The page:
Outlook 2016 Extensibility
The Office 2016 release is upon us and it is time we start having a closer look at the new features and changes in Outlook as well as what new extensibility the new Office 2016 platform offers to Outlook developers.
Outlook 2016 UI / usability changes
The most noticeable changes in the Microsoft Outlook 2016 user interface are as follows.
The most obvious change you’ll notice in Outlook 2016 is the new color scheme. The default theme is called “Colorful” and changes the title bar/header of Outlook to a blue color to fit in with the new modern apps for Windows.
Tell Me is an interesting new feature in Outlook 2016 that saves the user time by allowing them to search for something directly from either the Explorer or Inspector ribbons. For example, in the following screenshot, I wanted to show the BCC Field and all I had to do was type “bcc” in the Tell Me search box. It would be interesting to see if Microsoft will provide some sort of extensibility for the search box in order for Outlook developers to add their own search terms and functionality to Tell Me.
Attaching files to emails now presents the user with a list of recently used items instead of the traditional “Browse for file” dialog window we’ve come to know over the years. You’ll notice the list also contains a “Browse Web Locations” option which provides you with the ability to attach files from services like OneDrive directly to your email – a nice idea!
The Clutter folder
Although not entirely new to Outlook 2016, I’ve also noticed the Clutter folder that was added to my Outlook 2013 (this is probably because I use Office 365 Exchange). The Clutter folder’s aim is to help you focus on important messages by automatically moving low priority messages to the Clutter folder. In a way it reminds me of the Gmail tabs that automatically sort similar mails.
The Clutter functionality examines what you’ve done in the past to determine which messages to move. It is a nice touch and something I’m sure Microsoft will build upon in the future.
Outlook 2016 extensibility changes
Both these technologies are now referred to as “Office Add-ins”, although we’ll still refer to the traditional COM based add-ins as “COM / Managed Add-ins”.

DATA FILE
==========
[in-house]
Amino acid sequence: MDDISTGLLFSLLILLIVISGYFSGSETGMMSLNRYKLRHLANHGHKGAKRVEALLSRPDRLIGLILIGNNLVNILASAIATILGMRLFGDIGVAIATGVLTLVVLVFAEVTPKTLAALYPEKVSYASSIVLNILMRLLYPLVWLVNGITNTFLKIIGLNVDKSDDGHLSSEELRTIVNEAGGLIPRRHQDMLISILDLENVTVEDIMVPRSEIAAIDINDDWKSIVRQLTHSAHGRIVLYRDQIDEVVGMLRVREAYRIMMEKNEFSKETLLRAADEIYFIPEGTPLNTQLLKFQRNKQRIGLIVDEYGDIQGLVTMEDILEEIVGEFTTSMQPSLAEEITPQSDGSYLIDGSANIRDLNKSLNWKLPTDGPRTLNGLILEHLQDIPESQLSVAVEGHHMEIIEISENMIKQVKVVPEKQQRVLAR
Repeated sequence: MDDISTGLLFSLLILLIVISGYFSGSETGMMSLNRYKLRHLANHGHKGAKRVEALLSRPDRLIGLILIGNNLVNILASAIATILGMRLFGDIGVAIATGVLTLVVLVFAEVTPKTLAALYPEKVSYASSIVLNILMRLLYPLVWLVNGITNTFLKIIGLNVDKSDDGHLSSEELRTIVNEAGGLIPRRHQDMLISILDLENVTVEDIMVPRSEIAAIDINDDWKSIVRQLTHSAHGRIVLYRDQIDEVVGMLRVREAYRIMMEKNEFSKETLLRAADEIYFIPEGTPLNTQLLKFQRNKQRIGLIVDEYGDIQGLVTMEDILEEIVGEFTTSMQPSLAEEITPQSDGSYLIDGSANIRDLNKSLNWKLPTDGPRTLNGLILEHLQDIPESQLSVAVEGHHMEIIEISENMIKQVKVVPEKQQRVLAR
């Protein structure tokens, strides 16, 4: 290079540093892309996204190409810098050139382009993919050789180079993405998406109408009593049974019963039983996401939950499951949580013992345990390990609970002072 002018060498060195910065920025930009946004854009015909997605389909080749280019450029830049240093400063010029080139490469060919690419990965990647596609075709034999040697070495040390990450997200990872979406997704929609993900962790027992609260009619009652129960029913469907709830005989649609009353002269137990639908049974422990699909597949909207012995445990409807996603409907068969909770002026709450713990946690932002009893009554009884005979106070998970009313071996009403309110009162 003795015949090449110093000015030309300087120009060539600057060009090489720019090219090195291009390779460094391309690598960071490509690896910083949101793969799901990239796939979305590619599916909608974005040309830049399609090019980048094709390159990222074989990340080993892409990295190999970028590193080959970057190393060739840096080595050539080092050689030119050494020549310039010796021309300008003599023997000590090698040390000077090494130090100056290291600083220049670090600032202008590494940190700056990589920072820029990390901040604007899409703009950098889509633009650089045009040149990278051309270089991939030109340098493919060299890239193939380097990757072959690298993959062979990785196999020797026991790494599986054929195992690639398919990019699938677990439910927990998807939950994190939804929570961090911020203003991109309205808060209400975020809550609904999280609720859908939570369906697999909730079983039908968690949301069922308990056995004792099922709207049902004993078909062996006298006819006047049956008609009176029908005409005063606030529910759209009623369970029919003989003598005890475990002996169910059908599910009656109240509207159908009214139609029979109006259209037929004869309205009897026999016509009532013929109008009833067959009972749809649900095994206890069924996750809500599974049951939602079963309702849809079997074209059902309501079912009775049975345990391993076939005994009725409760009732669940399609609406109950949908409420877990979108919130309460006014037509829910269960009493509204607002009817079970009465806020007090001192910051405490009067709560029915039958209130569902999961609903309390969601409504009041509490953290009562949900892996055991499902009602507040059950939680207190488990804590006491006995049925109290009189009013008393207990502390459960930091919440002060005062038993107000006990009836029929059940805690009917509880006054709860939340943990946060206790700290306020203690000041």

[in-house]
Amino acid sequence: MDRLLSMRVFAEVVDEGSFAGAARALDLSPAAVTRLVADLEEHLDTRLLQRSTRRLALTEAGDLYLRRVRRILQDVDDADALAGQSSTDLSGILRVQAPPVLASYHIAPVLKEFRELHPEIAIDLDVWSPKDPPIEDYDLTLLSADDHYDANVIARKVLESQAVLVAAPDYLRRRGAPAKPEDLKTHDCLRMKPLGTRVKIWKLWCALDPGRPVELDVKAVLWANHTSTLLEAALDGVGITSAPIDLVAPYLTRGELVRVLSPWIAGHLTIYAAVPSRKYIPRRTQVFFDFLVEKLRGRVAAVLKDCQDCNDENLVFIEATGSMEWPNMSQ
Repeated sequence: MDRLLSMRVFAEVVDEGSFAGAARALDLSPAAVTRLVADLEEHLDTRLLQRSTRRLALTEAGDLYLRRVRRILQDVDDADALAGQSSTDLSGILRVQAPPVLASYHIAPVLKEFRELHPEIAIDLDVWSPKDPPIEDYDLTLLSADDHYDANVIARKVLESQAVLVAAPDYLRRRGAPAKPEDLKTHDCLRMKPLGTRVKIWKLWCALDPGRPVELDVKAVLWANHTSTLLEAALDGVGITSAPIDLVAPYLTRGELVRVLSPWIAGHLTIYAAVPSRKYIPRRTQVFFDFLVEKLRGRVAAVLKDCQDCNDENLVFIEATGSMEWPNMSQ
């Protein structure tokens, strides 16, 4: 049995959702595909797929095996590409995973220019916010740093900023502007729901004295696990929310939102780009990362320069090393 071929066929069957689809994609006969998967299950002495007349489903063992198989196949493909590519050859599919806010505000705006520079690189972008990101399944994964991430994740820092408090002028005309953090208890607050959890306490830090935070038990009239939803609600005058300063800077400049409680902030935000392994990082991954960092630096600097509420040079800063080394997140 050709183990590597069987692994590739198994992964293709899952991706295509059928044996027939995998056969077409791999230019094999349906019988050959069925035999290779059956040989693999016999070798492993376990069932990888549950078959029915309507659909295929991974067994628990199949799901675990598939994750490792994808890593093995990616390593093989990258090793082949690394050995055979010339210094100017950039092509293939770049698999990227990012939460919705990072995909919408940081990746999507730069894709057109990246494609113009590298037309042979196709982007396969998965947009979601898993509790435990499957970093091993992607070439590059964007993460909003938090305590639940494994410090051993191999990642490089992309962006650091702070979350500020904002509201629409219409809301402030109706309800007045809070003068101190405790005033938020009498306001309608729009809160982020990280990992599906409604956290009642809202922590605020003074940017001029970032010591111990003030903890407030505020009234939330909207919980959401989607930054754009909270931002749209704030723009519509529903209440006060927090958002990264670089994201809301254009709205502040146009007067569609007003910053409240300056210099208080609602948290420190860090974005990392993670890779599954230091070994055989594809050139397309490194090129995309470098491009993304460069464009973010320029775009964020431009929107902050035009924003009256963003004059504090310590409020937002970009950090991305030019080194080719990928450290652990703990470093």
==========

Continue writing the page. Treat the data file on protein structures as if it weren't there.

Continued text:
COM / Managed add-ins
The new object model, although improved significantly, still does not provide most of the features and abilities that traditional COM/Managed Add-ins offer developers, such as advanced regions and events.
As always, Add-in Express still has you covered with regard to COM/Managed Add-ins, as our latest version supports all versions and editions of Microsoft Outlook stretching from 2000 right up to 2016. That’s right, Add-in Express for Office is the only toolset that allows you to support 15 years of MS Office with one codebase!
Napa Cloud App
In the past when you wanted to create an Office Add-in using the Office Napa tools you needed to have a SharePoint site collection tied to your Napa account.
This requirement has been removed, meaning even if you do not have a SharePoint site collection on Office 365, you can still create Office Add-ins using the web based editor provided by Napa, by simply signing into Napa using your Microsoft account. This is intended to get developers involved in developing Office add-ins without the need for any additional services such as SharePoint.
Add-in commands are a new feature added to the OfficeJS library. It allows developers to add ribbon buttons to the Outlook 2016 ribbon that can:
- Show a task pane
- Show a dropdown with additional options
This is a big step from the previous version of OfficeJS, as it was a little trickier to show your Add-in task pane since your Add-in was hidden behind the Office Apps button that showed the user a list of available apps to run.
Add-in commands are supported for the following:
- Mail Message Read
- Mail Message Compose
- Calendar Event Organizer
- Calendar Event Attendee
Office UI Fabric
It is intended to help you create native looking Office apps since Fabric embodies the Microsoft Design Language. It provides ready to use components, styled to fix in perfectly with Office, such as a Dialogs, callouts and buttons.
You can read more about Office UI Fabric and get the latest source code on GitHub.
Earlier this year, Microsoft announced at their BUILD conference that Office for Mac will support Office Add-ins in the future. They’ve also announced the same support for their Office version for Android and iOS.
Another exciting result of this is you can now also built Office Add-in for Office on the iPad!
As you can see Microsoft is actively enhancing and improving their Office platform for developers, be it via OfficeJS or their Office 365 APIs. Things are changing fast and new and grand opportunities are available for Office developers on a regular basis. It is an exciting time to be an Office developer.
Thank you for reading. Until next time, keep coding!